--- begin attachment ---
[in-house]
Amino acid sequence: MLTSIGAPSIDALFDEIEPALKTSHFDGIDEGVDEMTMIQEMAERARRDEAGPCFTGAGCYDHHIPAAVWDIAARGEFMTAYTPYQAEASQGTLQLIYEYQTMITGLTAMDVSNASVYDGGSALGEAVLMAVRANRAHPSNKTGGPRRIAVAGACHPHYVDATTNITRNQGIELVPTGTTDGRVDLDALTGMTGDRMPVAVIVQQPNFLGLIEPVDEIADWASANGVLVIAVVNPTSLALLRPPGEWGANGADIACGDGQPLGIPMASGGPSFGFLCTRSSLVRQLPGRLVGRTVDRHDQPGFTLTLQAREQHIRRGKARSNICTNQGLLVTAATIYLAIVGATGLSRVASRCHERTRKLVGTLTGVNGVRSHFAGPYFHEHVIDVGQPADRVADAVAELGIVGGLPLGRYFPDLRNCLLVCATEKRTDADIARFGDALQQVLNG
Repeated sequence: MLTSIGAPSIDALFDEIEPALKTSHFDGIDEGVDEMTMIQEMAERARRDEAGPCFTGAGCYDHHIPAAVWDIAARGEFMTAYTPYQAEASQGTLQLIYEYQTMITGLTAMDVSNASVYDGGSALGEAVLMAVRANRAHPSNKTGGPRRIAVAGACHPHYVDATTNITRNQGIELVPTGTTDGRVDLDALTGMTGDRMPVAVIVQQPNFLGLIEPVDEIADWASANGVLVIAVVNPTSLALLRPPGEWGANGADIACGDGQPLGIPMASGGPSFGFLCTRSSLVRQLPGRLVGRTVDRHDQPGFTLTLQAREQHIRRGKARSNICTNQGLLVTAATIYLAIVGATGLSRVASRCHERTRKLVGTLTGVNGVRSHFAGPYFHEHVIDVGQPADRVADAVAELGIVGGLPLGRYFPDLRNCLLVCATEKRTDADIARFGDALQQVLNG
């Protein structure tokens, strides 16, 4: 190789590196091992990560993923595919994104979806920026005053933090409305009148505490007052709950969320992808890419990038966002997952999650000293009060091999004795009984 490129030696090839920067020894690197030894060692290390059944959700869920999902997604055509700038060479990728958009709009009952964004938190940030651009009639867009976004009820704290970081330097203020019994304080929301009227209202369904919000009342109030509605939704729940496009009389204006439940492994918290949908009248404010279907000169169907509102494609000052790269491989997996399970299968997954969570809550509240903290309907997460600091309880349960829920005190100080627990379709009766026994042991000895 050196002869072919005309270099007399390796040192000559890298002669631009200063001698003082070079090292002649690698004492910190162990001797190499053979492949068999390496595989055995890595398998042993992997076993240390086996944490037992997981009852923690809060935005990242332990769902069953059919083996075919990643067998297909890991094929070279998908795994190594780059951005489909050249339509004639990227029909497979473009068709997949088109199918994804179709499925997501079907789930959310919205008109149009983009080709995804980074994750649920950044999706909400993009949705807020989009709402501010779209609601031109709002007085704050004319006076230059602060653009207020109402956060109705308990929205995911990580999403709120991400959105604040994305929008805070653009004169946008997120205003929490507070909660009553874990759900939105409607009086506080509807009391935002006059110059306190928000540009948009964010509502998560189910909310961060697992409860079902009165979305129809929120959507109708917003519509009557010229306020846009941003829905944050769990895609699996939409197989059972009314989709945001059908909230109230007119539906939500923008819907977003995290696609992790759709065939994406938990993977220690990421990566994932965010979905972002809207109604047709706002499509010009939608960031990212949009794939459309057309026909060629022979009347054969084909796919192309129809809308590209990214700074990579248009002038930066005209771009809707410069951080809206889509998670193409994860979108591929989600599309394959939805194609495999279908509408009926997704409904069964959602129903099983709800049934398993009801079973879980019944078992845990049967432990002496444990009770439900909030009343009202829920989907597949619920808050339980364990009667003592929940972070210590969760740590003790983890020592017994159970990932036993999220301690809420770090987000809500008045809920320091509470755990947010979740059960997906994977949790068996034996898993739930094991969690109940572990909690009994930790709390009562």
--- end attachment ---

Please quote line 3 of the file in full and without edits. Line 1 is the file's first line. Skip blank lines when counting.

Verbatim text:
Repeated sequence: MLTSIGAPSIDALFDEIEPALKTSHFDGIDEGVDEMTMIQEMAERARRDEAGPCFTGAGCYDHHIPAAVWDIAARGEFMTAYTPYQAEASQGTLQLIYEYQTMITGLTAMDVSNASVYDGGSALGEAVLMAVRANRAHPSNKTGGPRRIAVAGACHPHYVDATTNITRNQGIELVPTGTTDGRVDLDALTGMTGDRMPVAVIVQQPNFLGLIEPVDEIADWASANGVLVIAVVNPTSLALLRPPGEWGANGADIACGDGQPLGIPMASGGPSFGFLCTRSSLVRQLPGRLVGRTVDRHDQPGFTLTLQAREQHIRRGKARSNICTNQGLLVTAATIYLAIVGATGLSRVASRCHERTRKLVGTLTGVNGVRSHFAGPYFHEHVIDVGQPADRVADAVAELGIVGGLPLGRYFPDLRNCLLVCATEKRTDADIARFGDALQQVLNG